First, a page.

The Truth About Alice by Jennifer Mathieu

thetruthaboutalice

I won this audiobook in a contest and decided to review it to thank the author!

Summary:

Everyone in Healy knows Alice Franklin. And everyone knows she slept with Brandon AND Tommy in the same night. If that wasn’t bad enough, she’s the cause of Brandon’s death. She caused Brandon to crash because of her crazy intense sexting. She’s the Healy High slut. It’s written across the bathroom stalls, it’s everywhere across town, and Alice Franklin is utterly alone. Until Kurt, the nerdiest guy in all of Healy shows up and begins to help her with math. Alice slowly warms up to him, and the biggest news in town now is that the slut and the nerd are together all the time. Just as things seem to be getting better, Alice’s ex best friend starts another rumor. One more horrible than everything else that’s going around. Can Alice stand the pain anymore? Is Kurt trustworthy? Is anything worth it?

Main Characters:

Alice: We don’t hear from Alice until the very last chapter, which usually doesn’t give one a good gauge of the character. However, the story was told so brilliantly from the four different points of view that I felt like I knew Alice even before she spoke. She was the typical-semi popular girl who you knew didn’t fit completely in. She was nicer to people, and tried to talk to everyone. Once the rumors started, she was isolated. Alice Franklin was a very broken person. You could sympathize with her easily, mostly because of her reactions to events and things said. Alice just wanted to be loved for who she is, same as anyone else.

Kurt: Kurt really was a nerd. An incredibly smart nerd, and one who appeared not to mind his solitude as much as many other nerdy characters in books. However, as you learn more about Kurt, you learn how lonely he is, and to a degree, how he masks this loneliness he can’t help but feel. Kurt is someone who gets invested in things, and he becomes invested in Alice, choosing to look at her for who she is, and getting to know her side of the story.

Elaine: The most popular girl in school. Of course, she is the first to begin ignoring Alice, and everyone else simply follows her lead. I found her rather annoying personally, and couldn’t find much depth to her, but she wasn’t incredibly present in the story. She acted like the stereotypical popular girl you hear about in high school. Mainly who is jealous of Alice who slept with her on-off boyfriend.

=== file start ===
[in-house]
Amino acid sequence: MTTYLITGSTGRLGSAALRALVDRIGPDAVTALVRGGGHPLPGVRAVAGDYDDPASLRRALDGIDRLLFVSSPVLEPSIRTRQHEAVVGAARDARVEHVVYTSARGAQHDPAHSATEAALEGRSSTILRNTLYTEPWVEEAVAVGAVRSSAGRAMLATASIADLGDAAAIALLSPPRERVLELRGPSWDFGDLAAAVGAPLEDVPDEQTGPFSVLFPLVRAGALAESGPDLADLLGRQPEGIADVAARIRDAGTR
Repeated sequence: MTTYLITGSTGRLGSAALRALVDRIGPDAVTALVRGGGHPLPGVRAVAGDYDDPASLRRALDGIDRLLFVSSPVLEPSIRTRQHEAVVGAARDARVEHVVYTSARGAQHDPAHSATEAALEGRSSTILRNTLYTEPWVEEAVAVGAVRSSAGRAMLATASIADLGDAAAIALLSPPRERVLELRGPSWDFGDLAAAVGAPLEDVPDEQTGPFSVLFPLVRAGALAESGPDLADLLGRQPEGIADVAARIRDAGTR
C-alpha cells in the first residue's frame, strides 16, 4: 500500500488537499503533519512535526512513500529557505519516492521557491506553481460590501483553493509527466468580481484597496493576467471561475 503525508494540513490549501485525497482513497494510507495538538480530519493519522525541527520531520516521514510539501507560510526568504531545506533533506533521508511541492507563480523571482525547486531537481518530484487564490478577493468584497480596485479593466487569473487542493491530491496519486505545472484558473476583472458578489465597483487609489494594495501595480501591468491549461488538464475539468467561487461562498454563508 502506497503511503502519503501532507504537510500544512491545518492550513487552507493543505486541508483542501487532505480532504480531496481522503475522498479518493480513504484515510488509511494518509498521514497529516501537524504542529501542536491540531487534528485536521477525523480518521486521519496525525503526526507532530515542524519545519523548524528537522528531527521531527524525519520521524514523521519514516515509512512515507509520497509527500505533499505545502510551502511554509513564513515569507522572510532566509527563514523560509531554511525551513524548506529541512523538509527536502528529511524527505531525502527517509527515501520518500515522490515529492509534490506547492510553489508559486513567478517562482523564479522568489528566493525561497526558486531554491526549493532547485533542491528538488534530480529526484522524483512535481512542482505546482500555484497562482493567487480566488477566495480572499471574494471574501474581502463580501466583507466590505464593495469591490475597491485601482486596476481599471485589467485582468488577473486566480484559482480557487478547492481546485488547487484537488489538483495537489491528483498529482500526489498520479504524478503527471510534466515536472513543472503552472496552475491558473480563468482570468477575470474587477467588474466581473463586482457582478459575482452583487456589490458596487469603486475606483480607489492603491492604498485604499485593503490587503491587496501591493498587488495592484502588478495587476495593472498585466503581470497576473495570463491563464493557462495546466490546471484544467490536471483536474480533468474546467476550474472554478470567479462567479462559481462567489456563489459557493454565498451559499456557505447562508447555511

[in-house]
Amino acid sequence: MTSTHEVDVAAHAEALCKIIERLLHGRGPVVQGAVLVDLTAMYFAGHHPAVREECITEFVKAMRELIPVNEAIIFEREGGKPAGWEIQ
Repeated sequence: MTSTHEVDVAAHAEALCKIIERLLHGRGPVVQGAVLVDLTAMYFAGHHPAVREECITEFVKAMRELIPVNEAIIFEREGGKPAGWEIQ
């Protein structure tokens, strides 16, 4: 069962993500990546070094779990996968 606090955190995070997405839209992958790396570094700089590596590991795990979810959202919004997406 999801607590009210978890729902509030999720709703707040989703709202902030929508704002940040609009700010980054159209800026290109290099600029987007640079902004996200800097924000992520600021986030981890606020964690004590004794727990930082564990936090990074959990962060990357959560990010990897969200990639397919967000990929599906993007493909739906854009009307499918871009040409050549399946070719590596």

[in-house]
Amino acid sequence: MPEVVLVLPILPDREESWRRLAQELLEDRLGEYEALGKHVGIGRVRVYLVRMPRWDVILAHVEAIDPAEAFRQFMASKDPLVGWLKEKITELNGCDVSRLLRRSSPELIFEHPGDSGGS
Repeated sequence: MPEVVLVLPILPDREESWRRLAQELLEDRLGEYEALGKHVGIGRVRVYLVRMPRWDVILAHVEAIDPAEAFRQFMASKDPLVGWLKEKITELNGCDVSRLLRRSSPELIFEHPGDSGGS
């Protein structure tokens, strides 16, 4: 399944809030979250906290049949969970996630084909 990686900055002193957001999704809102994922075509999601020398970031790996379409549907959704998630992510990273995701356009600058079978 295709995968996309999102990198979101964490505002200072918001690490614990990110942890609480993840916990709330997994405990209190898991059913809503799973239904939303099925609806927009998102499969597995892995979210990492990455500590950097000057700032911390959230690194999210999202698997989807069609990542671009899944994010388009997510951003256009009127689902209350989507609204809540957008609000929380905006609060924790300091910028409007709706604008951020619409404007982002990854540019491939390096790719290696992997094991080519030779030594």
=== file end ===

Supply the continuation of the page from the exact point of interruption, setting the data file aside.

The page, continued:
Kelsie: Alice’s ex-best friend. She moved from a different town, where she was the shy outcast who hardly ever talked to anyone. When she moved to Healy she decided to make that a chance to remake herself. She latched onto Alice after she and Alice hit it off in the beginning of freshman year, and eventually Kelsie met Elaine. Becoming popular meant more to her than a real friendship. Kelsie seems like a superficial character as first, but as the story progresses, we learn more about her past, and some things come to light that shaped her into the person she is now.

Josh: Brandon’s best friend who was in the car with him when he died. We don’t hear much from Josh either, but it’s obvious he really misses Brandon, and he had a real connection with him. Josh is a character that acts out of sadness, not out of malice. And Josh harbors a big secret, whether he realizes it or not.

Review: 5 stars

I was surprised at how much I ended up loving this. Since my copy was an audiobook, I listened to it my car. It was a bit hard to get into at first, but once I got to about the middle of the book, I found myself invested in the characters and wanting to keep listening, even if I was done driving. I felt connected to the characters, and I was constantly wondering what was going to happen next. I was always trying to guess what would happen next, and eagerly awaiting the next chapter. I feel like this book had a good mix of suspense, romance, and psychological themes. It went a lot deeper into the mind than I thought it would when reading the back and hearing the first few chapters.

Advertisements

Leave a Reply

Fill in your details below or click an icon to log in:

WordPress.com Logo

You are commenting using your WordPress.com account. Log Out / Change )

Twitter picture

You are commenting using your Twitter account. Log Out / Change )

Facebook photo

You are commenting using your Facebook account. Log Out / Change )

Google+ photo

You are commenting using your Google+ account. Log Out / Change )

Connecting to %s